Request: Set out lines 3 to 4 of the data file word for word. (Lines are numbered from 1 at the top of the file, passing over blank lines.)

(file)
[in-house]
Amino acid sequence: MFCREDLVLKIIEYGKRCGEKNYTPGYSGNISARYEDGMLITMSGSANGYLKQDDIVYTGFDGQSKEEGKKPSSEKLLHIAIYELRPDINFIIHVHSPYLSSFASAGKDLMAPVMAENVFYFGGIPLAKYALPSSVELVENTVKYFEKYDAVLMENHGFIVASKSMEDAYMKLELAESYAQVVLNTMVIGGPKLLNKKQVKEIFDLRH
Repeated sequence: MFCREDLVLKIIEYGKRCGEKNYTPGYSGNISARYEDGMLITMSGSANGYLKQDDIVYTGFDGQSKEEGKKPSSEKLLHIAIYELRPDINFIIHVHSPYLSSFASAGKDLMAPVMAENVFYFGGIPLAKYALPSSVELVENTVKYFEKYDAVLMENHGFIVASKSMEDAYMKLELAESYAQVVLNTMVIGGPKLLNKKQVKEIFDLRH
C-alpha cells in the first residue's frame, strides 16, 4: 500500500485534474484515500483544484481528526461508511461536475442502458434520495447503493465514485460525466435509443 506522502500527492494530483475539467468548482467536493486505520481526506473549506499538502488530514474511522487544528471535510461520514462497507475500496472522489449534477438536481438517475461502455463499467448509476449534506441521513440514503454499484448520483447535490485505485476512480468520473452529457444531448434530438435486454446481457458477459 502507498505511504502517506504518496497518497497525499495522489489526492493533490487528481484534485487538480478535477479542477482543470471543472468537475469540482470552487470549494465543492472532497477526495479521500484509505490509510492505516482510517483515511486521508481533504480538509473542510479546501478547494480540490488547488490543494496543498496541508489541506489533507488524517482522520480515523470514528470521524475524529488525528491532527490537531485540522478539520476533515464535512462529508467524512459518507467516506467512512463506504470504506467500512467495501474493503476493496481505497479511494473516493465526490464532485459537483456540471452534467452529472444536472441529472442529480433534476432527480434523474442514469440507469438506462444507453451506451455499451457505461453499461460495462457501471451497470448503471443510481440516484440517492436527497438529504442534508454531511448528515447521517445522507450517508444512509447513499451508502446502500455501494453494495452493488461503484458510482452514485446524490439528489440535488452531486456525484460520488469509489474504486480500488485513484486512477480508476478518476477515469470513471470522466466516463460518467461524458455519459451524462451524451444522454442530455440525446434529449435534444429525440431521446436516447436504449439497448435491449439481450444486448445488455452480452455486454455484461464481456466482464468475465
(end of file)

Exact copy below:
Repeated sequence: MFCREDLVLKIIEYGKRCGEKNYTPGYSGNISARYEDGMLITMSGSANGYLKQDDIVYTGFDGQSKEEGKKPSSEKLLHIAIYELRPDINFIIHVHSPYLSSFASAGKDLMAPVMAENVFYFGGIPLAKYALPSSVELVENTVKYFEKYDAVLMENHGFIVASKSMEDAYMKLELAESYAQVVLNTMVIGGPKLLNKKQVKEIFDLRH
C-alpha cells in the first residue's frame, strides 16, 4: 500500500485534474484515500483544484481528526461508511461536475442502458434520495447503493465514485460525466435509443 506522502500527492494530483475539467468548482467536493486505520481526506473549506499538502488530514474511522487544528471535510461520514462497507475500496472522489449534477438536481438517475461502455463499467448509476449534506441521513440514503454499484448520483447535490485505485476512480468520473452529457444531448434530438435486454446481457458477459 502507498505511504502517506504518496497518497497525499495522489489526492493533490487528481484534485487538480478535477479542477482543470471543472468537475469540482470552487470549494465543492472532497477526495479521500484509505490509510492505516482510517483515511486521508481533504480538509473542510479546501478547494480540490488547488490543494496543498496541508489541506489533507488524517482522520480515523470514528470521524475524529488525528491532527490537531485540522478539520476533515464535512462529508467524512459518507467516506467512512463506504470504506467500512467495501474493503476493496481505497479511494473516493465526490464532485459537483456540471452534467452529472444536472441529472442529480433534476432527480434523474442514469440507469438506462444507453451506451455499451457505461453499461460495462457501471451497470448503471443510481440516484440517492436527497438529504442534508454531511448528515447521517445522507450517508444512509447513499451508502446502500455501494453494495452493488461503484458510482452514485446524490439528489440535488452531486456525484460520488469509489474504486480500488485513484486512477480508476478518476477515469470513471470522466466516463460518467461524458455519459451524462451524451444522454442530455440525446434529449435534444429525440431521446436516447436504449439497448435491449439481450444486448445488455452480452455486454455484461464481456466482464468475465